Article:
On examination, he was slightly overweight with limited range of lumbar spine movements primarily because of back pain and stiffness. Straight leg raising was limited to 50 degrees bilaterally with no motor or sensory deficits. He had normal pedal pulses.
The patient was investigated using an MRI scan of the lumbar spine. This showed lumbar canal stenosis, particularly at L1/2 to L3/4 levels (pictured above).
Given the failure of the conservative measures and the impact of symptoms on the patient's quality of life, informed consent was obtained to proceed to lumbar laminectomy to decompress the spinal canal and the exiting nerve roots.
Surgical risks discussed included infection, bleeding, dural tear, cerebrospinal fluid leak, neurological deficit and disease recurrence. It was also clarified that the surgery was intended to improve the leg symptoms rather than the back pain.
The patient was advised to lose weight and stop smoking and an anaesthetic pre-assessment was also arranged. Surgery was performed without any complications and he was discharged four days later following physiotherapy and occupational therapy assessment.
At six months follow up, his leg symptoms were reported to have improved by 80 per cent and he was able to walk for more than two miles. His back pain had remained unchanged.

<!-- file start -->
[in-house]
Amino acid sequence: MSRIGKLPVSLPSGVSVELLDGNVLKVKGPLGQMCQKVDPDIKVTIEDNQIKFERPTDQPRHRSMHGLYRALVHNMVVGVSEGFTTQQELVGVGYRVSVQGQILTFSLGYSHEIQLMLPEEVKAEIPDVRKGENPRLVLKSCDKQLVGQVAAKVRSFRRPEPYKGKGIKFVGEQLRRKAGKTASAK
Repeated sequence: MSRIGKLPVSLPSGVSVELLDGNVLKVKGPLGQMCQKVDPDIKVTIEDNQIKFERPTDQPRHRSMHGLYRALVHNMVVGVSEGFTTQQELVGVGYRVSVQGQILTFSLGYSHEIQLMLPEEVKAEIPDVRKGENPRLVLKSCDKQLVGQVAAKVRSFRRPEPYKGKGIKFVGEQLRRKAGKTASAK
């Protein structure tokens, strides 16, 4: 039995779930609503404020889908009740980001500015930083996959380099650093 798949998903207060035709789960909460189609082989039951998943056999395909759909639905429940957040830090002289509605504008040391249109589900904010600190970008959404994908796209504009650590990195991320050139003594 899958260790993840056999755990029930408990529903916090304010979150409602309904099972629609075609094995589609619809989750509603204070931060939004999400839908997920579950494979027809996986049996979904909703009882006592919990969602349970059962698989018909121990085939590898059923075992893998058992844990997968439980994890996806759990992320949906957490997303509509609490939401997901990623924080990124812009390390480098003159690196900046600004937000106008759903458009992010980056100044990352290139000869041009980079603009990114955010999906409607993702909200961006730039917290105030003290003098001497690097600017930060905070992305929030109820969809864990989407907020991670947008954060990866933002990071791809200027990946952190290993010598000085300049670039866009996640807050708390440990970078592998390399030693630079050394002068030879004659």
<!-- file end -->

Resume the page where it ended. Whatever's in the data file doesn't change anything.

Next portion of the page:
Section 6: Evidence base
- Finnish Lumbar Spinal Research Group Trial. Spine 2007: 32(1): 1-8.
In a Finnish trial, 94 patients with lumbar canal stenosis were randomised to laminectomy, with or without fusion, or conservative therapy. The main finding was that at two years the patients in the surgical group had greater improvement in leg and back pain compared with those in the conservative group.
- Leiden-The Hague Spine Intervention Prognostic Study Group Trial. BMJ 2008: 14;336(7657):1355-8.
In a Dutch trial, 283 patients with six to 12 weeks of sciatica due to prolapsed lumbar disc, were randomised to early discectomy or six months of continued conservative treatment with delayed surgery if needed. The main finding was that early surgery achieved a more rapid improvement in sciatica than non-surgical care, although the outcomes were similar by one year.
- NICE. Spinal cord stimulation for chronic pain of neuropathic or ischaemic origin. CG88. NICE, 2008, London.